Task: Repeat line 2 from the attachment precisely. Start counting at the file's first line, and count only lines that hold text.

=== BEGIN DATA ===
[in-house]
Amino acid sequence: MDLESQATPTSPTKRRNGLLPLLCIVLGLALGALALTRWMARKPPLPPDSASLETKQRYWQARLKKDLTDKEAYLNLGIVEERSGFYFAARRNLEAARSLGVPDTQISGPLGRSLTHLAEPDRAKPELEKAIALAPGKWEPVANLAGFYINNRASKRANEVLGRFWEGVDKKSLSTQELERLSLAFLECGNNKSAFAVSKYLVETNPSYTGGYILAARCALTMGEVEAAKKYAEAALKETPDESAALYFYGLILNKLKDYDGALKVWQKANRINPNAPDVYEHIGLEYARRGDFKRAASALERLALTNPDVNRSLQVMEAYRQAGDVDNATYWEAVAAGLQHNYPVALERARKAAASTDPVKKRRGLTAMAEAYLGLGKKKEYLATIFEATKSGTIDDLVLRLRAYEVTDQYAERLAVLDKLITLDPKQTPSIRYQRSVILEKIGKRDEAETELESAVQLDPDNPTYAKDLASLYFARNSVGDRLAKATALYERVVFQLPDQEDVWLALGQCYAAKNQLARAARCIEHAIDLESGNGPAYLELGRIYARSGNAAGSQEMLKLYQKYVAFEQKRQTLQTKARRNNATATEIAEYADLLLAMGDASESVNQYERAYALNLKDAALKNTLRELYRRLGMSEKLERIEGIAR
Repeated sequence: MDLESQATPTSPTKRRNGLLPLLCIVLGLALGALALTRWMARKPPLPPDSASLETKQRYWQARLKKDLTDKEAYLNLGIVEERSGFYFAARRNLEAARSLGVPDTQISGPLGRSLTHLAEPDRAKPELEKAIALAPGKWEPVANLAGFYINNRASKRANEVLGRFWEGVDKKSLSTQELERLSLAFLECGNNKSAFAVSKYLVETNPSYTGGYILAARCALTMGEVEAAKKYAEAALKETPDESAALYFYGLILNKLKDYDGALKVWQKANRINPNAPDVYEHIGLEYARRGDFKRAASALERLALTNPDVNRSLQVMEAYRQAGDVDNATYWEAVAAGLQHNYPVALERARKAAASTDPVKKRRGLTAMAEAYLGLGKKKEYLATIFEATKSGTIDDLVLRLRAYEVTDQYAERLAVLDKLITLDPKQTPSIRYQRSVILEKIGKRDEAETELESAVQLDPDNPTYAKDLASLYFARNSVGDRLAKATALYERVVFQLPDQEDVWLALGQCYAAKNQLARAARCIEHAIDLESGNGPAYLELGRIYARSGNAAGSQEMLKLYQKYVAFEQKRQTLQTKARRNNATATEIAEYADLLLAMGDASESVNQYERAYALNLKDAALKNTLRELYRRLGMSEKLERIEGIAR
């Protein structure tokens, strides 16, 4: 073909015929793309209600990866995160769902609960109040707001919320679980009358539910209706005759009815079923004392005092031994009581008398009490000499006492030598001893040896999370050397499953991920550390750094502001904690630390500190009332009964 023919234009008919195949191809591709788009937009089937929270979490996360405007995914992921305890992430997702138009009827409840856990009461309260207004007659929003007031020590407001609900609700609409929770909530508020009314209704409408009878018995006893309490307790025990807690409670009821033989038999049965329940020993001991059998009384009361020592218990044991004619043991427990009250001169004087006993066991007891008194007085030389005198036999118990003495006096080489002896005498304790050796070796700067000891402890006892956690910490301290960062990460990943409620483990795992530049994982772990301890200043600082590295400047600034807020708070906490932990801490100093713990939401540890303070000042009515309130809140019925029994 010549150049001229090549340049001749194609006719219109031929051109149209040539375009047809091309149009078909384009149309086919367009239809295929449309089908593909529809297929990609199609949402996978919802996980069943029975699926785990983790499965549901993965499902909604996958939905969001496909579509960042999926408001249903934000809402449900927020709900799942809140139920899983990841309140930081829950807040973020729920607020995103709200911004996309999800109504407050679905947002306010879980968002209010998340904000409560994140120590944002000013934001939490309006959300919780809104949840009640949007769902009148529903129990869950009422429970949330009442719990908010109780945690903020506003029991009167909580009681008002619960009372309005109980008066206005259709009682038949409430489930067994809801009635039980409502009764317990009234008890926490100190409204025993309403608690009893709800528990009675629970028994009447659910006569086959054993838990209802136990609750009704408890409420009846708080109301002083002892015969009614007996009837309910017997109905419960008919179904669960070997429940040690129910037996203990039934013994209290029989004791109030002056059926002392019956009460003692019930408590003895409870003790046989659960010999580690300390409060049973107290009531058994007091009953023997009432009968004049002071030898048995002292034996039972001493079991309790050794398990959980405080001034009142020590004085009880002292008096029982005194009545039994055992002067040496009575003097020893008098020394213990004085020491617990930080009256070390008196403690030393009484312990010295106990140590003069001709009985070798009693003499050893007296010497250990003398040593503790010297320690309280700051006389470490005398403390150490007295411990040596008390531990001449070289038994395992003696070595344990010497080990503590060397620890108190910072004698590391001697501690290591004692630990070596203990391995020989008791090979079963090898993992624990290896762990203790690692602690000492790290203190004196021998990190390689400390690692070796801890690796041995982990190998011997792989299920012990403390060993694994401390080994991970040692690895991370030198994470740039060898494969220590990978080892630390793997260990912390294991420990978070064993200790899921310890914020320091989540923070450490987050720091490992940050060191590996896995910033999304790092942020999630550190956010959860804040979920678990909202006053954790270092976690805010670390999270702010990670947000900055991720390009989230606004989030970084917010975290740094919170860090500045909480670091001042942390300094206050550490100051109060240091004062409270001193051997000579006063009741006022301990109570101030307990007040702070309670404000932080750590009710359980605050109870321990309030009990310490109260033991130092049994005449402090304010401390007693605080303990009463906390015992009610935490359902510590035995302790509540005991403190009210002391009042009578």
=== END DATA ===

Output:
Amino acid sequence: MDLESQATPTSPTKRRNGLLPLLCIVLGLALGALALTRWMARKPPLPPDSASLETKQRYWQARLKKDLTDKEAYLNLGIVEERSGFYFAARRNLEAARSLGVPDTQISGPLGRSLTHLAEPDRAKPELEKAIALAPGKWEPVANLAGFYINNRASKRANEVLGRFWEGVDKKSLSTQELERLSLAFLECGNNKSAFAVSKYLVETNPSYTGGYILAARCALTMGEVEAAKKYAEAALKETPDESAALYFYGLILNKLKDYDGALKVWQKANRINPNAPDVYEHIGLEYARRGDFKRAASALERLALTNPDVNRSLQVMEAYRQAGDVDNATYWEAVAAGLQHNYPVALERARKAAASTDPVKKRRGLTAMAEAYLGLGKKKEYLATIFEATKSGTIDDLVLRLRAYEVTDQYAERLAVLDKLITLDPKQTPSIRYQRSVILEKIGKRDEAETELESAVQLDPDNPTYAKDLASLYFARNSVGDRLAKATALYERVVFQLPDQEDVWLALGQCYAAKNQLARAARCIEHAIDLESGNGPAYLELGRIYARSGNAAGSQEMLKLYQKYVAFEQKRQTLQTKARRNNATATEIAEYADLLLAMGDASESVNQYERAYALNLKDAALKNTLRELYRRLGMSEKLERIEGIAR